How did you decide to make it a full feature?
Those initial couple weeks that I was filming for the purpose of this gallery show, we were covering so many things that didn’t fit into that assignment and talking about censorship in his blog and the ills of contemporary China. I remember talking to my parents and trying to explain this guy and saying I have all this material that I’m not going to get to use and I hope I get to use it.  I started to film more of his art, and I wanted to get those kind of personal family moments.

Was he open to letting you into his world?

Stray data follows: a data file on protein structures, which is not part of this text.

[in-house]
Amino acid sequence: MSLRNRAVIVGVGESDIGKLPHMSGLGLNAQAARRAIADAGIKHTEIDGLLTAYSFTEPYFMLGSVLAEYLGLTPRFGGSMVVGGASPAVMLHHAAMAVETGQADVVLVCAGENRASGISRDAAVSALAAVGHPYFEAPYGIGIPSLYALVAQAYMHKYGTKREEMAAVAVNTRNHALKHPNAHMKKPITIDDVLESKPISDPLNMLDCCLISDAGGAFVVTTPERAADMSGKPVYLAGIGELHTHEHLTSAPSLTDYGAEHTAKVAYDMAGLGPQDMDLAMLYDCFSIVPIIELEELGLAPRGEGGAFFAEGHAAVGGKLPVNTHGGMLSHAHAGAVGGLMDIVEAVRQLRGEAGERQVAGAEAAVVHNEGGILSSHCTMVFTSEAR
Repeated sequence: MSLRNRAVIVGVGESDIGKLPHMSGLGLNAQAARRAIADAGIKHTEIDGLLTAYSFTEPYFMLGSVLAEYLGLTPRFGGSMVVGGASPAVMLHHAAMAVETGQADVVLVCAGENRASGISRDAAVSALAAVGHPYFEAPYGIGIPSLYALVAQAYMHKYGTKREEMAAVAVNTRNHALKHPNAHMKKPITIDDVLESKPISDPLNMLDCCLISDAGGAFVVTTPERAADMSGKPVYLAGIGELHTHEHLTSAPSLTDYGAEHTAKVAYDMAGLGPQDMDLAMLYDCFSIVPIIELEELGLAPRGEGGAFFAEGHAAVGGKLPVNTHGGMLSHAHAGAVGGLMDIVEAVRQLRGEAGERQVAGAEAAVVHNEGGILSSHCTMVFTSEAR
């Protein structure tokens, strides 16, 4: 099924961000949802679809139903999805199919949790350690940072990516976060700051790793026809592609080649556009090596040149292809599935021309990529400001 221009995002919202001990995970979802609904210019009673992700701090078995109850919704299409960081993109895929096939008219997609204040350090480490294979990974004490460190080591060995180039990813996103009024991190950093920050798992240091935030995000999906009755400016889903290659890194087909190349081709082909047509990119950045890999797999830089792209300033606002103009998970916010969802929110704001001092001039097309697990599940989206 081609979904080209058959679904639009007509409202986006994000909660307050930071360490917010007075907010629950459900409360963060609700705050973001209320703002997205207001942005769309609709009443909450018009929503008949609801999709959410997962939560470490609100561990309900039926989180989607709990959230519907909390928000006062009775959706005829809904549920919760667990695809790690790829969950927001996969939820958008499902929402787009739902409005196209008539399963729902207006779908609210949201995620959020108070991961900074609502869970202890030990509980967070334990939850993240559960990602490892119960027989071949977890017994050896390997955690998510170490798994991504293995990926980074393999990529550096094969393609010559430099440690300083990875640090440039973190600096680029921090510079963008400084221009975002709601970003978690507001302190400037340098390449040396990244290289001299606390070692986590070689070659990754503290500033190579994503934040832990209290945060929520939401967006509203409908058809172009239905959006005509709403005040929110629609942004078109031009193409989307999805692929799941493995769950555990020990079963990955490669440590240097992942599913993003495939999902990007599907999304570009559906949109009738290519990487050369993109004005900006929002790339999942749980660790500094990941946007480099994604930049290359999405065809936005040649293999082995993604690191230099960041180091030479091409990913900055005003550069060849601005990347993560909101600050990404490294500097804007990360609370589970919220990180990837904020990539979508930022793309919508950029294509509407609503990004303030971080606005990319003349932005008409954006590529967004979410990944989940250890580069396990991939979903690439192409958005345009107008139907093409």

I feel like I took cues from him that it was okay to keep going. The idea that I was really doing a feature film was almost acknowledged it first because he introduced me to someone as, “Oh that’s Alison, she’s making a documentary about me, she’s been filming for a long time.” After he did that I was like, “We can have that conversation—so I’m making a documentary, what expectations do you have?” Maybe there are instances where people make a documentary film where the subject isn’t doing a million interviews a day and directing their own camera crews and so they’re focused a little more on what the documentary filmmaker is doing with them. For me, it was nice; he really just let me show up, he wasn’t micromanaging what I was doing ever, and if I suddenly never showed up, he’d just be like, I wonder what happened to that girl? I think we had very little expectations for what the project was going to end up being. I talked to him on the phone two weeks ago and he was just, I think, marveling at how big this has gotten because it certainly was not what we expected. I know he wasn’t letting me be around because he thought this film is going to reach a lot of people—he already does so many things that reach so many people, so he wasn’t looking for an outlet. I think he really was just gracious enough to let me be around.